Researchers recently used portable chemical imaging technology to discover hidden details in ancient Egyptian paintings. A new study published in open journal PLOS One focuses on two paintings from the Theban Necropolis near the Nile River. The paintings date back more than 3,000 years, and the new study displays how researchers can use advanced technology to study ancient sites.
The x-ray fluorescence imaging process allows the researchers to analyze the chemical composition of the paint and how it way layered, providing a new look at the techniques that each artist used to make the works. The new study also marks a shift in traditional Egyptology as the analysis was performed with advanced portable devices, whereas most studies are traditionally performed in laboratories or museums.
Chemical imaging technology involves X-ray fluorescence. X-rays create a map of the surface of the painting down to a molecular level, including its chemical properties. Another process, hyperspectral imaging, analyzes the works on multiple wavelengths including ultraviolet or infrared.
“What is new is the way we are trying to use those tools,” said Philippe Martinez, an Egyptologist at the Sorbonne University in Paris and lead author of the study published Wednesday in the journal PLOS One. “The way these works of art have been dealt with before has been mainly, purely analog, and they have been somewhat taken for granted — nobody has been really looking at them from the point of view of the artists. We want to understand how these paintings were made.”
Previous studies have formed theories regarding the workflow of artists during this period, which have found that ancient Egyptians rarely made alterations to paintings during the process or afterward. The team in this study selected works already known to have alterations in hopes of gaining some insights regarding reasons for the edits.
Prior research of ancient Egyptian art has focused on pigment samples taken offsite to labs for analysis, which researchers noted are generally in agreement with archaeological observations. Authors of the study noted that the pigments used by ancient Egyptians contain elements detectable with the new technology. For example, silicone, calcium, and copper are detectable with XRF imaging to find the color Egyptian Blue.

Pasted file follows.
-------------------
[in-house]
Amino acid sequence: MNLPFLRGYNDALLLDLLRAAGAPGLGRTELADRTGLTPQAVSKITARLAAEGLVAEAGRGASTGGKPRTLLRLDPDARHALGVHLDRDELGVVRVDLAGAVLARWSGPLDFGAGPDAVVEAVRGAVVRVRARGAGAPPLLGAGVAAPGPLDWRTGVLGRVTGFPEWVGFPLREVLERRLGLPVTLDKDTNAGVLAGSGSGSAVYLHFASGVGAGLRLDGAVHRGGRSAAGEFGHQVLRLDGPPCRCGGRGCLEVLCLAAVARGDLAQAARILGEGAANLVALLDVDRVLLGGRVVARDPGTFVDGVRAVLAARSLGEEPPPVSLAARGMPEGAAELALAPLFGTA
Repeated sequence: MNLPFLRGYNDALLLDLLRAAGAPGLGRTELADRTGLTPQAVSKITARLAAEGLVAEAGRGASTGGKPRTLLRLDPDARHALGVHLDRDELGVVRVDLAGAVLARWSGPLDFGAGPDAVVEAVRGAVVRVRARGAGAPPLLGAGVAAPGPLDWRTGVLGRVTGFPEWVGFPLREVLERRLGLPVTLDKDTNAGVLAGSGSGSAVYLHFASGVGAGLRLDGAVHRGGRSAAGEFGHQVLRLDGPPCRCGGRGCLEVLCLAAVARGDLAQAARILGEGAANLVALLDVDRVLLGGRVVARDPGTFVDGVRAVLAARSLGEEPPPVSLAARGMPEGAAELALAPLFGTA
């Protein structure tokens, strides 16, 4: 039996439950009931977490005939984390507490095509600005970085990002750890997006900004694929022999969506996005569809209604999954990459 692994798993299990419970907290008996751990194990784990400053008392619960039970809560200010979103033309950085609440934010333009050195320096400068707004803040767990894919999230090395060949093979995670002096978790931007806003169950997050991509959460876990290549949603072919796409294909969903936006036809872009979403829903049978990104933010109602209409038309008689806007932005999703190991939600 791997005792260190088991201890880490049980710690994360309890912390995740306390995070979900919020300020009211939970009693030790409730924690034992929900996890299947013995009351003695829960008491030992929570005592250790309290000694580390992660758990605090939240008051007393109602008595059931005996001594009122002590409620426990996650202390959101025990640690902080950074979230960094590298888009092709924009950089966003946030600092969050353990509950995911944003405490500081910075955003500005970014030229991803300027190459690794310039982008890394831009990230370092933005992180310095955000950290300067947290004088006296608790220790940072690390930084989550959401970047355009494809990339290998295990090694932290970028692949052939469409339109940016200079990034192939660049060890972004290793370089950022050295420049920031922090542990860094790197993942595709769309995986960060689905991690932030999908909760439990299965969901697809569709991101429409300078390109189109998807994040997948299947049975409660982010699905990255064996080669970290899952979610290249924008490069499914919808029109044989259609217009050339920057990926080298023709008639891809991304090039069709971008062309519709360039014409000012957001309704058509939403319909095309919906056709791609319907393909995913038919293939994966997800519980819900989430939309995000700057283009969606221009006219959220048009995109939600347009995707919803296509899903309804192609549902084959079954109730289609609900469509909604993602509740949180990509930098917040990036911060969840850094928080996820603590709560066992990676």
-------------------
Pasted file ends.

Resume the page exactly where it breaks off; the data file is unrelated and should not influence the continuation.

“Menna is a little bit like the Mona Lisa of Egypt,” Martinez said. “It’s one of the best tombs, known for 200 years, very well preserved.”
Researchers examined the alterations, including a hidden third arm in a scene in which the ancient Egyptian official Menna and his wife are pictured admiring Osiris. This alteration, however, has been known since the discovery of the painted tomb chapel of Menna in 1888 because it is visible to the naked eye.
“The interesting thing is that even if it was just seen as a mistake to be corrected, the way it is corrected differs very, very strongly from the original. Either the owner of the tomb, or the group of artists, or whoever was directing the process, saw this as something that was wrong, but it was corrected with materials and artistic means that show a completely different thought process.” Martinez stated.
During their examination of the portrait of Ramesses II, the team discovered various alterations to his crown, necklace, and other royal items. The team has speculated that these edits could be due to some change in the symbolic meaning of the artifacts over time.
“As an Egyptologist I’m trying to forget what I know, because the accumulated knowledge of the last 200 years is stopping us from seeing what is in front of us,” Martinez stated. “We have to relearn the Egyptian paintings and look at them in a new way, because the colors are now very different from what they used to be — hopefully the chemical analysis will help us to actually redefine them.”